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Hi, New to the forum. I'm looking at a used 2015 Ranger-EV. Is there a way to tell how much life is left in the batteries. It has 318 hours on it. I'm guessing everything is original. It looks in real good shape. Any other item I should look at that might cost a lot to replace? How much do new batteries run? Thanks for any info.
 

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Any other item I should look at that might cost a lot to replace?
Check how rotten are the battery trays and/or frame around battery compartment.


How much do new batteries run? Thanks for any info.
Recycle them, and replace with 14 Nissan Leaf G2 modules.
About $1100 for the modules (https://www.techdirectclub.com/nissan-leaf-battery-g2-module-lithium-ion-500-wh-7-6v-per-module-lot-of-14-w-option/), and about $200 for BMS (https://zeva.com.au/index.php?product=135). May need to add another contactor, so like $50 more.
 

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Answering your question.
Check that the batteries are not overly swollen, a poor battery tends to have bulging sides.
Check each battery voltage when charged they should all be about the same ie 13+ volts depending on how long since they were charged, if there is a big difference in battery voltage that could be an issue.

When driven for say 30 mins, re check the battery voltages, if any are obviously low and well below 12v at rest they could be poor.
Check the electrolyte level, some later Trojans have a small dot and If I recall that should be showing white not black.

Look for any exceptional corrosion on the battery terminals. Also tighness.
If you have access to the kit and software for the Delta Q charger , you can see how many times its been charged, if any charges were aborted before completion. It gives an idea of how its been charged. Ie its only got 300hrs on the clock, but its had to be charged after every half hour to get there.

Get some form of guarantee from the seller.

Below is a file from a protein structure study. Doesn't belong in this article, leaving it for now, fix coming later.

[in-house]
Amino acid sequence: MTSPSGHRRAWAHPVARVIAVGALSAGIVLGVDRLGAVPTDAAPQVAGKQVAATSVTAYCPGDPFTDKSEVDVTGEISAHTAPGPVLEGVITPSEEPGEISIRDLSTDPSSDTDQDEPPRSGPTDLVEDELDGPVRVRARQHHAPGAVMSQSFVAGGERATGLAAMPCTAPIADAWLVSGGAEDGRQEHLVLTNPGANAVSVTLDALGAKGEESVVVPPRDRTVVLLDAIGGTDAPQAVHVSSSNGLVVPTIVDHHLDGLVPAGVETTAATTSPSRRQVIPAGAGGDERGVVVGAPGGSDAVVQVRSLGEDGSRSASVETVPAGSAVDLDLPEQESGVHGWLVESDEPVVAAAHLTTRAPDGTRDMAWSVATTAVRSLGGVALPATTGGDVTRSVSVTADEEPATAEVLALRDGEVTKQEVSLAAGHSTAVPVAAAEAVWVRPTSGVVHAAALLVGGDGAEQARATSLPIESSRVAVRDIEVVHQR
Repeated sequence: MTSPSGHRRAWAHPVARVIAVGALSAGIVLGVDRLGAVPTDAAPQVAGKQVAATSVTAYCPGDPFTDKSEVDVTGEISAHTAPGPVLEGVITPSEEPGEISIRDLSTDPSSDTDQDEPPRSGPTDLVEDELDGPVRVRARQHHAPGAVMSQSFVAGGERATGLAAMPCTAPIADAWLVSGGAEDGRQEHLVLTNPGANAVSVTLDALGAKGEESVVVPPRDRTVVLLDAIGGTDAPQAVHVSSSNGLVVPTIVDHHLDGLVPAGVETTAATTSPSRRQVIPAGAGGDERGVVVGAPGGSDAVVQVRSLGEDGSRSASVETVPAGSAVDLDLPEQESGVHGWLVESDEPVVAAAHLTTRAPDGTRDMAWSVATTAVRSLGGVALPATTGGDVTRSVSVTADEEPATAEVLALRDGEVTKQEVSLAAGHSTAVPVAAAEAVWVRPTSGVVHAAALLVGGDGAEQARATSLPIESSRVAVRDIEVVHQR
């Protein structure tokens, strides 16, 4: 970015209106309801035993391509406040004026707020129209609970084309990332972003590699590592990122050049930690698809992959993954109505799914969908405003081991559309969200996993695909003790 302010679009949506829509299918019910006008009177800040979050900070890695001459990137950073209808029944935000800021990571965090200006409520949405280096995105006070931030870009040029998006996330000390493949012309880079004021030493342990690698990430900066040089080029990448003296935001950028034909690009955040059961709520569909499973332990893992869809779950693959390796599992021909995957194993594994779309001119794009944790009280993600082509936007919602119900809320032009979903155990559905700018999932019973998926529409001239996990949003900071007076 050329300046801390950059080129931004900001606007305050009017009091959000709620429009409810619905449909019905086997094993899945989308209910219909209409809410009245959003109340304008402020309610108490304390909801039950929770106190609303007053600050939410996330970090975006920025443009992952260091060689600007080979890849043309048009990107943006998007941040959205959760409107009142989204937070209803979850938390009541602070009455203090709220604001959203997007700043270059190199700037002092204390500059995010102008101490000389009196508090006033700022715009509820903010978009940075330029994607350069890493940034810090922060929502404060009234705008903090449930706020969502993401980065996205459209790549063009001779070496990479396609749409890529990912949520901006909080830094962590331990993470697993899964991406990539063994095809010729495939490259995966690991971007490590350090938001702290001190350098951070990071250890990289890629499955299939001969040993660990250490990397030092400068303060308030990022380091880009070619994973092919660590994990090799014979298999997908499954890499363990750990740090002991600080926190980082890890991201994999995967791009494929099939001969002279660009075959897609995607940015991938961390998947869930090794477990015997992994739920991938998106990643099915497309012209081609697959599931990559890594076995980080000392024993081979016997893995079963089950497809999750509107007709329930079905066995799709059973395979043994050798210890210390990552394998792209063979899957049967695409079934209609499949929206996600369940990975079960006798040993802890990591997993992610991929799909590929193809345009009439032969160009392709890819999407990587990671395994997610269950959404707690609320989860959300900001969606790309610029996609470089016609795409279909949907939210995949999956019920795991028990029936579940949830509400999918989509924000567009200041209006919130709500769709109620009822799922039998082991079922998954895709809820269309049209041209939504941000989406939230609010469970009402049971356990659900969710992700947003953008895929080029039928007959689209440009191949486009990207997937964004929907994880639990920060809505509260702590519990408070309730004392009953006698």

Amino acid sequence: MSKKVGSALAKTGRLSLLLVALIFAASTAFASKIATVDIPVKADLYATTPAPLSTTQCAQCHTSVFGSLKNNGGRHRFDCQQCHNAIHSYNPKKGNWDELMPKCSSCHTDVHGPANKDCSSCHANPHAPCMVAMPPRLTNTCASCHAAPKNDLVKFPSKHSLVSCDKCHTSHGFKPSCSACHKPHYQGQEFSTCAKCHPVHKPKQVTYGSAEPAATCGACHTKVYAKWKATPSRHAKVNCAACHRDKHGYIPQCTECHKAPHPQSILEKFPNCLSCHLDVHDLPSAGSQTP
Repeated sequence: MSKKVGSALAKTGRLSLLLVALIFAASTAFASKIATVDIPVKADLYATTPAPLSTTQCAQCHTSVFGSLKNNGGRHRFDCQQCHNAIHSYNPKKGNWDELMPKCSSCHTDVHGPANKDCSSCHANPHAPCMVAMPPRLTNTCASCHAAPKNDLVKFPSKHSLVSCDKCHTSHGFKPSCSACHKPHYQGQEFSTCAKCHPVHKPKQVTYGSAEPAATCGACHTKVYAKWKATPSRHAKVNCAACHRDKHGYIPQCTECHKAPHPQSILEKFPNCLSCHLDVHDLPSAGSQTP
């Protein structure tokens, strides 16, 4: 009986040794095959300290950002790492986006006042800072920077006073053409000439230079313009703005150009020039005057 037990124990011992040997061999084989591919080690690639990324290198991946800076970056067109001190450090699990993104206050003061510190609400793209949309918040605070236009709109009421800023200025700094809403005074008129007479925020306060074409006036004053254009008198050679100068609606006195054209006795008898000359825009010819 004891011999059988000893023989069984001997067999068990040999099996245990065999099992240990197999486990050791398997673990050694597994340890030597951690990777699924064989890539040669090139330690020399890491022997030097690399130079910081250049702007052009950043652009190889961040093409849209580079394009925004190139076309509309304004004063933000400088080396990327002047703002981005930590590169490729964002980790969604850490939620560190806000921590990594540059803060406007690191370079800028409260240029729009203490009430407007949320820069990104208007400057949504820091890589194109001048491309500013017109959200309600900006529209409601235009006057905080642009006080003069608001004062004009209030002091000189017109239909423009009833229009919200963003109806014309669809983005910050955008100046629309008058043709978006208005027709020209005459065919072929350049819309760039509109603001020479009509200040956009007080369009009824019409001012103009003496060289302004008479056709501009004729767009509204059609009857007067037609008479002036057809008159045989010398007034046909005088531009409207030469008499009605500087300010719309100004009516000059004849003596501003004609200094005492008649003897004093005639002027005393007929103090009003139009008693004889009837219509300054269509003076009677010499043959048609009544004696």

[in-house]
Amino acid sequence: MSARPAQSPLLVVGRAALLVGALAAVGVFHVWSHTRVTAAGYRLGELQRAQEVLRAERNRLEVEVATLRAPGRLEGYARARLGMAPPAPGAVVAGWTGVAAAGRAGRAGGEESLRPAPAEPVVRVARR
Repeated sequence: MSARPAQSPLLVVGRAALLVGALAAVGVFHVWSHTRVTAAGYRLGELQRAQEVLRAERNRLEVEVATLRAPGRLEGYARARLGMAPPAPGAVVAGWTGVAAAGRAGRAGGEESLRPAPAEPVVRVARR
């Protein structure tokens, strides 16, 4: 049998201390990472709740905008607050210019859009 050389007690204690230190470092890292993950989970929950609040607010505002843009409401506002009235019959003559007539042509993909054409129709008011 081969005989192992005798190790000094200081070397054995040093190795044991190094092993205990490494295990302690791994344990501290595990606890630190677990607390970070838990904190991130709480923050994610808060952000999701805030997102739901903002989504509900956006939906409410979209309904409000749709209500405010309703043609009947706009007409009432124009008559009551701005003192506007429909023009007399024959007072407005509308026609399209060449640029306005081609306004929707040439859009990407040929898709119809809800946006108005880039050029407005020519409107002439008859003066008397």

If a vehicle is regularly used , ie a couple of hours each day, then my customers have been seeing about 1.5 to 2 years life. Others who use them a few hrs a week are seeing many years of use.

Lead acid seem to degenerate after about 500 cycles of charge discharge, if properly maintained. That also fits with my users experience when used daily.
Under the seat towards the centre back, is a round bodied contactor with two 5/16 posts. On this is a short harness connecting to a multiway plug, check its not burnt inside. In the same area is a small block of 3 fuses, on the end of a lead, may still be in a plastic cover, check the centre one isnt melty. Both thes issues are associated with the charger and high currents causing failures over time. Not a big deal but both can be a show stopper.
Check the CV and steering gaiters, as well as the suspension bushes.
 

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Why does a aborted charge cycle matter? I have done this a bunch in the past if I just needed a partial charge to finish my day. Thoughts?


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If there are high level of partial charges, that could suggest that the pack has not been given the chance to get balanced on a regular basis (Thats the point of the over charge stage at the end of the charge), That can mean that the pack isnt as overall charged as it could be. That may be sorted by a couple of full cycle chargers. It needs to be taken into context with the number of overall charge cycles. If its a high proportion of the charges are not being allowed to full cycle, that could mean that the weaker batteries have been pushed too low in use and may now not perform as well as they could all through their discharge cycle. The regular over charge also sort of protects the batteries that go high voltage(likely to be the waeaker ones), as it gets the whole pack to a more level voltage so one battery is not constantly going very high voltage .

A flag to check a bit further. Data really just adds to your understanding of what the pack is doing and how its been treated. But its really down to how the vehicle actually runs, and how its been maintained.
If buying a 2015 with original pack, I would assume that I would need to replace the pack in the near future, and factor that into my overall cost expectations.
 

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Check each battery voltage when charged they should all be about the same ie 13+ volts depending on how long since they were charged, if there is a big difference in battery voltage that could be an issue.